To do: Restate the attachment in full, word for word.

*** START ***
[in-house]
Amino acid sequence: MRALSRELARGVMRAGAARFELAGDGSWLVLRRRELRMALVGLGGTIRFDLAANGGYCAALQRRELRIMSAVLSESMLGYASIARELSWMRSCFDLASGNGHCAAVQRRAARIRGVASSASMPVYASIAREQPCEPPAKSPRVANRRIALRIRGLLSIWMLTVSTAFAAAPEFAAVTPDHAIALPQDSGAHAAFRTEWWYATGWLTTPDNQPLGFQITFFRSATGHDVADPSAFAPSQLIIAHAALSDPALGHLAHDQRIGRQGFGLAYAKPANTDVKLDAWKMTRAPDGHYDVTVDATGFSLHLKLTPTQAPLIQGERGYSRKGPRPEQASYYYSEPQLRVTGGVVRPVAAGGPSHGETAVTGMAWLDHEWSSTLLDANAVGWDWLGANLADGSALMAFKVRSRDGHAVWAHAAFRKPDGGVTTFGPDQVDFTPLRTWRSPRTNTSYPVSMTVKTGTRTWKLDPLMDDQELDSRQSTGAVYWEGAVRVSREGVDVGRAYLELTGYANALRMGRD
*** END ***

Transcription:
[in-house]
Amino acid sequence: MRALSRELARGVMRAGAARFELAGDGSWLVLRRRELRMALVGLGGTIRFDLAANGGYCAALQRRELRIMSAVLSESMLGYASIARELSWMRSCFDLASGNGHCAAVQRRAARIRGVASSASMPVYASIAREQPCEPPAKSPRVANRRIALRIRGLLSIWMLTVSTAFAAAPEFAAVTPDHAIALPQDSGAHAAFRTEWWYATGWLTTPDNQPLGFQITFFRSATGHDVADPSAFAPSQLIIAHAALSDPALGHLAHDQRIGRQGFGLAYAKPANTDVKLDAWKMTRAPDGHYDVTVDATGFSLHLKLTPTQAPLIQGERGYSRKGPRPEQASYYYSEPQLRVTGGVVRPVAAGGPSHGETAVTGMAWLDHEWSSTLLDANAVGWDWLGANLADGSALMAFKVRSRDGHAVWAHAAFRKPDGGVTTFGPDQVDFTPLRTWRSPRTNTSYPVSMTVKTGTRTWKLDPLMDDQELDSRQSTGAVYWEGAVRVSREGVDVGRAYLELTGYANALRMGRD